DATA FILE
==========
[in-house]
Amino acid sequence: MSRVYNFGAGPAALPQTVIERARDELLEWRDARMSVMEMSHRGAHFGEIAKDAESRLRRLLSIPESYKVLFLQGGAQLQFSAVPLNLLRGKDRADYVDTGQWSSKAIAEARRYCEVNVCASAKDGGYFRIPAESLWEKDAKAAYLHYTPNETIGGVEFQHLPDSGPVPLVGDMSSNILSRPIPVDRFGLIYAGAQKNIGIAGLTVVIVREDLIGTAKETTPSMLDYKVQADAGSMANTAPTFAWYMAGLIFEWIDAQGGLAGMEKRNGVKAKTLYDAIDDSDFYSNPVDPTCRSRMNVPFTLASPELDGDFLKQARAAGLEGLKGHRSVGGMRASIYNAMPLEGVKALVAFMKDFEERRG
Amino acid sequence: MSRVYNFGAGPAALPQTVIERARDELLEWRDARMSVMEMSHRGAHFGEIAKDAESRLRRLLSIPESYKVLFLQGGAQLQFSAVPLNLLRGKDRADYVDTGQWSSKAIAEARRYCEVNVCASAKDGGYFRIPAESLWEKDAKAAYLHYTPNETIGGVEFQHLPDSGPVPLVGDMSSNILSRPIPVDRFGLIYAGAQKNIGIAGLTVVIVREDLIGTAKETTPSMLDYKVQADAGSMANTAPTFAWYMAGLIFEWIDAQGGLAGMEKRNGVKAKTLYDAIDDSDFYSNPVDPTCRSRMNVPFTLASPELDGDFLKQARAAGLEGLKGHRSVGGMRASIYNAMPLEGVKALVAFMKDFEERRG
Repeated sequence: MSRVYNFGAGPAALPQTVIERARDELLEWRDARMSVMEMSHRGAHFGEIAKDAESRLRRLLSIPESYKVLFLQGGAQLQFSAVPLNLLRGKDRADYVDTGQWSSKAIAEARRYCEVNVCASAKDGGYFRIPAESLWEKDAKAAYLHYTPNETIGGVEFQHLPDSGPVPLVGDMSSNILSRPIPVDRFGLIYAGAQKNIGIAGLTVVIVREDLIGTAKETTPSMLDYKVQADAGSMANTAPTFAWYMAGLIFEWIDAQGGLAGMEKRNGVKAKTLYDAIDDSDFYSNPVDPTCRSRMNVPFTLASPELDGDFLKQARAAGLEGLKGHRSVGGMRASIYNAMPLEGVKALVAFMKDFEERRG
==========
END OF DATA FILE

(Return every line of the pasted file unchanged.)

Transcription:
[in-house]
Amino acid sequence: MSRVYNFGAGPAALPQTVIERARDELLEWRDARMSVMEMSHRGAHFGEIAKDAESRLRRLLSIPESYKVLFLQGGAQLQFSAVPLNLLRGKDRADYVDTGQWSSKAIAEARRYCEVNVCASAKDGGYFRIPAESLWEKDAKAAYLHYTPNETIGGVEFQHLPDSGPVPLVGDMSSNILSRPIPVDRFGLIYAGAQKNIGIAGLTVVIVREDLIGTAKETTPSMLDYKVQADAGSMANTAPTFAWYMAGLIFEWIDAQGGLAGMEKRNGVKAKTLYDAIDDSDFYSNPVDPTCRSRMNVPFTLASPELDGDFLKQARAAGLEGLKGHRSVGGMRASIYNAMPLEGVKALVAFMKDFEERRG
Amino acid sequence: MSRVYNFGAGPAALPQTVIERARDELLEWRDARMSVMEMSHRGAHFGEIAKDAESRLRRLLSIPESYKVLFLQGGAQLQFSAVPLNLLRGKDRADYVDTGQWSSKAIAEARRYCEVNVCASAKDGGYFRIPAESLWEKDAKAAYLHYTPNETIGGVEFQHLPDSGPVPLVGDMSSNILSRPIPVDRFGLIYAGAQKNIGIAGLTVVIVREDLIGTAKETTPSMLDYKVQADAGSMANTAPTFAWYMAGLIFEWIDAQGGLAGMEKRNGVKAKTLYDAIDDSDFYSNPVDPTCRSRMNVPFTLASPELDGDFLKQARAAGLEGLKGHRSVGGMRASIYNAMPLEGVKALVAFMKDFEERRG
Repeated sequence: MSRVYNFGAGPAALPQTVIERARDELLEWRDARMSVMEMSHRGAHFGEIAKDAESRLRRLLSIPESYKVLFLQGGAQLQFSAVPLNLLRGKDRADYVDTGQWSSKAIAEARRYCEVNVCASAKDGGYFRIPAESLWEKDAKAAYLHYTPNETIGGVEFQHLPDSGPVPLVGDMSSNILSRPIPVDRFGLIYAGAQKNIGIAGLTVVIVREDLIGTAKETTPSMLDYKVQADAGSMANTAPTFAWYMAGLIFEWIDAQGGLAGMEKRNGVKAKTLYDAIDDSDFYSNPVDPTCRSRMNVPFTLASPELDGDFLKQARAAGLEGLKGHRSVGGMRASIYNAMPLEGVKALVAFMKDFEERRG